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SSJID marks 100 years of service

Nearly 500 celebrate at district’s open house

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SSJID marks 100 years of service

Manteca Mayor Willie Weatherford, left, shares a laugh with SSJID Engineering Department manager Sam Bologna, center, and SSJID board member Dave Kuil in Bologna's office during Wednesday's open ho...

HIME ROMERO/The Bulletin


POSTED May 28, 2009 2:21 a.m.
It was a good reason to party.

The South San Joaquin Irrigation District marked its first century of service this month prompting nearly 500 people to make their way to the district headquarters in Manteca for an open house on Wednesday.

They were celebrating much more than just a milestone. The SSJID’s reservoirs and coffers are both full while other irrigation districts in the state struggle to weather the drought and economic firestorm.

The success of the SSJID can be credited to fiscally conservative and forward thinking leadership but it wouldn’t have occurred if visionaries a century ago hadn’t seen the wisdom of securing water rights and forming an irrigation district. The vote on May 11, 1909 approved both forming the district and the initial $1.8 million bond to build Goodwin Dam and a series of canals.

“This is an honor and a privilege to represent you as a board member,” SSJID Board Chairman Dave Kamper told the gathering.  “Water changed this valley. It was a beautiful place before but it feeds a lot more people today.”
The small talk among farmers at the celebration Wednesday was over depressed almond prices and bumper crops and the situation in Sacramento. What didn’t come up once was any fretting over not having enough water to bring crops to market as California enters its third year of drought. Given the original decision 100 years ago and subsequent moves to build Melones Dam and the Tri-Dam Project in conjunction with the Oakdale Irrigation District, farmers in Manteca, Ripon, and Escalon aren’t losing sleep over whether they will have to take crops out due to lack of water.

Once bonds were in place and irrigation water was on the way, Manteca turned into a boomtown. Lots were selling for between $300 and $1,000 apiece – more than quadruple the value of prior years. By the time SSJID released its first water, the South County had grown from 3,000 to 15,000 residents as people from throughout the state and the West came to buy irrigated land to farm.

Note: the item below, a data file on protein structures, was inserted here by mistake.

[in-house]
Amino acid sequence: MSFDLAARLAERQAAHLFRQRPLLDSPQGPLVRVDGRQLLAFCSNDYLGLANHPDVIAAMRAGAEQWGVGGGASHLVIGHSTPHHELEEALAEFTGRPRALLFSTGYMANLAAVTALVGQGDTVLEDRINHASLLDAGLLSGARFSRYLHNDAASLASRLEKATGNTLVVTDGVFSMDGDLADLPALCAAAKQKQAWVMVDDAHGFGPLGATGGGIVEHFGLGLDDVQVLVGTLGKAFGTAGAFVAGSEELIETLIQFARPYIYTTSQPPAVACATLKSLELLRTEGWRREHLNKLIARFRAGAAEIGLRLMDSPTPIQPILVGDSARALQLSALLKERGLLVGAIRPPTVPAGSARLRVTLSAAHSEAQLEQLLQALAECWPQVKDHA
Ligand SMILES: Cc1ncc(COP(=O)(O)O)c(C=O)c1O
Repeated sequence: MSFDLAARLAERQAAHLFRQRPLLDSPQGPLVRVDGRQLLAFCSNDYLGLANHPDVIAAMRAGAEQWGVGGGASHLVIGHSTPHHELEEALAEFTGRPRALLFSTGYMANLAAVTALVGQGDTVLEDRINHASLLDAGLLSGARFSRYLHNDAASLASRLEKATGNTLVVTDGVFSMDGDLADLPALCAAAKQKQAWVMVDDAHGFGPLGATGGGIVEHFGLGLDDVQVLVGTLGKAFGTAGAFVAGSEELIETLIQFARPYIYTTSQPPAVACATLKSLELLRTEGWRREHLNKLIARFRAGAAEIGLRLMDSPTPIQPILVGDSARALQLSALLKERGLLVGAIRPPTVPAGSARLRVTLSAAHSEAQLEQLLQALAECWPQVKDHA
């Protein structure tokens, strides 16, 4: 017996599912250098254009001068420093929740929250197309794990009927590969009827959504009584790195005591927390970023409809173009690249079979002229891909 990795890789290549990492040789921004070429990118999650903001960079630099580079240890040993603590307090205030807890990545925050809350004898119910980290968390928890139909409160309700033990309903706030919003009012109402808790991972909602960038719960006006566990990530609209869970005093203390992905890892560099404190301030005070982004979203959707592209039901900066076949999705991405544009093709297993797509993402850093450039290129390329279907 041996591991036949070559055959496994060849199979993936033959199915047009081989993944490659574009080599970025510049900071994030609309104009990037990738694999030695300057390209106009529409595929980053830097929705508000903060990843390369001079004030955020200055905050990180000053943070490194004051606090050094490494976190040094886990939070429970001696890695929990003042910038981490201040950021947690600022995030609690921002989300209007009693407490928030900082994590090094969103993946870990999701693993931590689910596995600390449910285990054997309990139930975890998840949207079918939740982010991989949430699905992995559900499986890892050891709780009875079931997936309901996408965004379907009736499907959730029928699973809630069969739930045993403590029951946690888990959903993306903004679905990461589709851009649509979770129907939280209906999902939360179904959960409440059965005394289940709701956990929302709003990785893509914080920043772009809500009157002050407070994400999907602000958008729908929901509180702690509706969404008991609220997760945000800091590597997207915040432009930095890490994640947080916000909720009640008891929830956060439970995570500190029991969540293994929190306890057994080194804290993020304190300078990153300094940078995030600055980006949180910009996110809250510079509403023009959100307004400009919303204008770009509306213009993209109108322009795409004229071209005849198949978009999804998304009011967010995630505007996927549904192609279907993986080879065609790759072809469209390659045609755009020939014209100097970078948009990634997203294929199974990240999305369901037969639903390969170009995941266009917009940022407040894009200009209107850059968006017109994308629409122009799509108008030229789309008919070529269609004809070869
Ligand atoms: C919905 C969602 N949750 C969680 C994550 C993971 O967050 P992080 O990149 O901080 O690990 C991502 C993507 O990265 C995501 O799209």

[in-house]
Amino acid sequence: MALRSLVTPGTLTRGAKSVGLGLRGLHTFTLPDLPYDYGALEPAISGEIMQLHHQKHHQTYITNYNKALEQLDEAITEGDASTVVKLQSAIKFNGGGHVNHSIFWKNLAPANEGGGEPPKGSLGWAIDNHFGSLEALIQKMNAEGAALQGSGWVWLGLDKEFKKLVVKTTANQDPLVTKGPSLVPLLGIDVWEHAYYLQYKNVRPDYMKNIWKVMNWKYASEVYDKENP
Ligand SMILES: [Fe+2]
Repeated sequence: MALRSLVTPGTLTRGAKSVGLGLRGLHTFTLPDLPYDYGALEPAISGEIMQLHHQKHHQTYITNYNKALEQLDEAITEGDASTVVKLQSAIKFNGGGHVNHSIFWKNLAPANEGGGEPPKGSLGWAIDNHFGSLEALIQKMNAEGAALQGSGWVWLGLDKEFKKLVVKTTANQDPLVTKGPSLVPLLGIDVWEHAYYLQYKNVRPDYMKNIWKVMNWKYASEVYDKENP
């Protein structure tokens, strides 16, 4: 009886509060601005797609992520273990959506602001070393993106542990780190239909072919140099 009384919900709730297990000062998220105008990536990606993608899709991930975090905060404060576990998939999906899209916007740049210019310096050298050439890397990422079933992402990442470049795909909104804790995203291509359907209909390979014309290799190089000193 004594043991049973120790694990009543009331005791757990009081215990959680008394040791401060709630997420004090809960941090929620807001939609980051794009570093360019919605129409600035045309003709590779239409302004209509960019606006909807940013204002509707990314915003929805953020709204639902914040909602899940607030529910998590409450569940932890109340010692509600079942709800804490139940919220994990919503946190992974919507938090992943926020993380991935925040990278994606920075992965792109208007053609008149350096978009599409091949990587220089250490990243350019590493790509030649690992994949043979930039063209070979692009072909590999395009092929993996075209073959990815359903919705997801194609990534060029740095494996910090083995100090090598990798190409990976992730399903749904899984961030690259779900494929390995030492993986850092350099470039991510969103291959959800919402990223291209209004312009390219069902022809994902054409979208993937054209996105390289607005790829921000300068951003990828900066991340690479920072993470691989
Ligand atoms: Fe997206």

The dedication of Goodwin Dam on April 6, 1913 included Gov. Hiram Johnson opening the head gate before a crowd of 4,000.

The dam completion was followed by the construction of 300 miles of ditches, flumes, and tunnels to bring the water to Manteca, Ripon, and Escalon.

The first water released on Aug. 13, 1913 by the SSJID was on the E.N. Pierce Ranch on the southeast corner of Austin Road and East Highway 120 less than a quarter of a mile from the present-day SSJID headquarters.

The first full year of irrigation in 1914 had water delivered at a rate of 35 minutes per acre about 30 days apart.

The initial year there were 14,195 acres irrigated with the top three crops alfalfa (7,889 acres), vines (3,189 acres), and corn (1,154 acres).

By the second year 24,210 acres were under irrigation with the top three corps alfalfa (11,549 acres), orchards, (3,100 acres) and vines (2,495 acres).

Today, the SSJID is gearing up to use the cash flow from the Tri-dam Project’s wholesale electric sales to enter the retail power business in a bid to reduce rates 15 percent across the board in Manteca, Ripon, and Escalon.
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